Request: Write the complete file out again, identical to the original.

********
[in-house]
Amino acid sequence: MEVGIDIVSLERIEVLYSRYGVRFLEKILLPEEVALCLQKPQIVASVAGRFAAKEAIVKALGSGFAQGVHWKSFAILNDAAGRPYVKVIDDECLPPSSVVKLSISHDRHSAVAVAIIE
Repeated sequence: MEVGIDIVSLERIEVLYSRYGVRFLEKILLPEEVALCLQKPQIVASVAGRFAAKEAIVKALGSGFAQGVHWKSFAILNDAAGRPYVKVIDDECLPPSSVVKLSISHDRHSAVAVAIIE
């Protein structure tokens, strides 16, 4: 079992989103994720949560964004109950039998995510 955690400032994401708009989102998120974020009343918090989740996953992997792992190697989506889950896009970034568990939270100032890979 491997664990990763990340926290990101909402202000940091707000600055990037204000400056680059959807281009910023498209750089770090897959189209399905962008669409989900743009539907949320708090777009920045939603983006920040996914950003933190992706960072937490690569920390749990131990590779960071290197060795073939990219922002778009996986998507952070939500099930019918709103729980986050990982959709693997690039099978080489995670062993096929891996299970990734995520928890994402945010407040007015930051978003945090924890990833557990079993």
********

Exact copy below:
[in-house]
Amino acid sequence: MEVGIDIVSLERIEVLYSRYGVRFLEKILLPEEVALCLQKPQIVASVAGRFAAKEAIVKALGSGFAQGVHWKSFAILNDAAGRPYVKVIDDECLPPSSVVKLSISHDRHSAVAVAIIE
Repeated sequence: MEVGIDIVSLERIEVLYSRYGVRFLEKILLPEEVALCLQKPQIVASVAGRFAAKEAIVKALGSGFAQGVHWKSFAILNDAAGRPYVKVIDDECLPPSSVVKLSISHDRHSAVAVAIIE
């Protein structure tokens, strides 16, 4: 079992989103994720949560964004109950039998995510 955690400032994401708009989102998120974020009343918090989740996953992997792992190697989506889950896009970034568990939270100032890979 491997664990990763990340926290990101909402202000940091707000600055990037204000400056680059959807281009910023498209750089770090897959189209399905962008669409989900743009539907949320708090777009920045939603983006920040996914950003933190992706960072937490690569920390749990131990590779960071290197060795073939990219922002778009996986998507952070939500099930019918709103729980986050990982959709693997690039099978080489995670062993096929891996299970990734995520928890994402945010407040007015930051978003945090924890990833557990079993």